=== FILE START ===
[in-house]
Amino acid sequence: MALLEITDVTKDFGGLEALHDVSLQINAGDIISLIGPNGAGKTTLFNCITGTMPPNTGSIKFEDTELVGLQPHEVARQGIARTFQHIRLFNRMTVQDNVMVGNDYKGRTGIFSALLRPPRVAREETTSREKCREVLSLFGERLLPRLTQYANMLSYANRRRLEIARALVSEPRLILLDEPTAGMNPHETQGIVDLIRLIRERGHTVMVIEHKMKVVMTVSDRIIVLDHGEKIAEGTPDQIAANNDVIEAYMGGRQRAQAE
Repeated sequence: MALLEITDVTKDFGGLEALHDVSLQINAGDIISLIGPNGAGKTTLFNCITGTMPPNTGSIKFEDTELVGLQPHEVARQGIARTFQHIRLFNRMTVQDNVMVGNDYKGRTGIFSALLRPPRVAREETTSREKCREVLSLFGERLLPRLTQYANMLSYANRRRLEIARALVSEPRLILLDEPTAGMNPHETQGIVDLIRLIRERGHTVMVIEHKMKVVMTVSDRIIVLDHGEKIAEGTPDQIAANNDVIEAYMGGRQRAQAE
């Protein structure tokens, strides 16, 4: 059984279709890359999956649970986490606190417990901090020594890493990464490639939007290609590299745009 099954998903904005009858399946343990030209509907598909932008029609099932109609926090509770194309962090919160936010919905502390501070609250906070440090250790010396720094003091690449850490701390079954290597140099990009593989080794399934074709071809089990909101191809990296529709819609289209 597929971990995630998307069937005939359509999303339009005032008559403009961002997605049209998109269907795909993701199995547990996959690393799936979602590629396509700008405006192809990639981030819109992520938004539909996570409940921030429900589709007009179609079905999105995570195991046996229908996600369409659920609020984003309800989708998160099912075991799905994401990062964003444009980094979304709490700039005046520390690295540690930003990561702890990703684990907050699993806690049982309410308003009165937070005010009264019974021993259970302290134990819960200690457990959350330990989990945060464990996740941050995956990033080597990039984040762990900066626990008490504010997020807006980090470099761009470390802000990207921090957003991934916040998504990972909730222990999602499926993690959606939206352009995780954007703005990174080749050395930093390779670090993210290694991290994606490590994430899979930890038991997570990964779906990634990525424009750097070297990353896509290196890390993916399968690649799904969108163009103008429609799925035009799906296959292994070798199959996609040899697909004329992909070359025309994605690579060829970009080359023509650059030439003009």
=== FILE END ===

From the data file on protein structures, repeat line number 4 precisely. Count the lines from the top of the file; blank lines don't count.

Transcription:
């Protein structure tokens, strides 16, 4: 059984279709890359999956649970986490606190417990901090020594890493990464490639939007290609590299745009 099954998903904005009858399946343990030209509907598909932008029609099932109609926090509770194309962090919160936010919905502390501070609250906070440090250790010396720094003091690449850490701390079954290597140099990009593989080794399934074709071809089990909101191809990296529709819609289209 597929971990995630998307069937005939359509999303339009005032008559403009961002997605049209998109269907795909993701199995547990996959690393799936979602590629396509700008405006192809990639981030819109992520938004539909996570409940921030429900589709007009179609079905999105995570195991046996229908996600369409659920609020984003309800989708998160099912075991799905994401990062964003444009980094979304709490700039005046520390690295540690930003990561702890990703684990907050699993806690049982309410308003009165937070005010009264019974021993259970302290134990819960200690457990959350330990989990945060464990996740941050995956990033080597990039984040762990900066626990008490504010997020807006980090470099761009470390802000990207921090957003991934916040998504990972909730222990999602499926993690959606939206352009995780954007703005990174080749050395930093390779670090993210290694991290994606490590994430899979930890038991997570990964779906990634990525424009750097070297990353896509290196890390993916399968690649799904969108163009103008429609799925035009799906296959292994070798199959996609040899697909004329992909070359025309994605690579060829970009080359023509650059030439003009």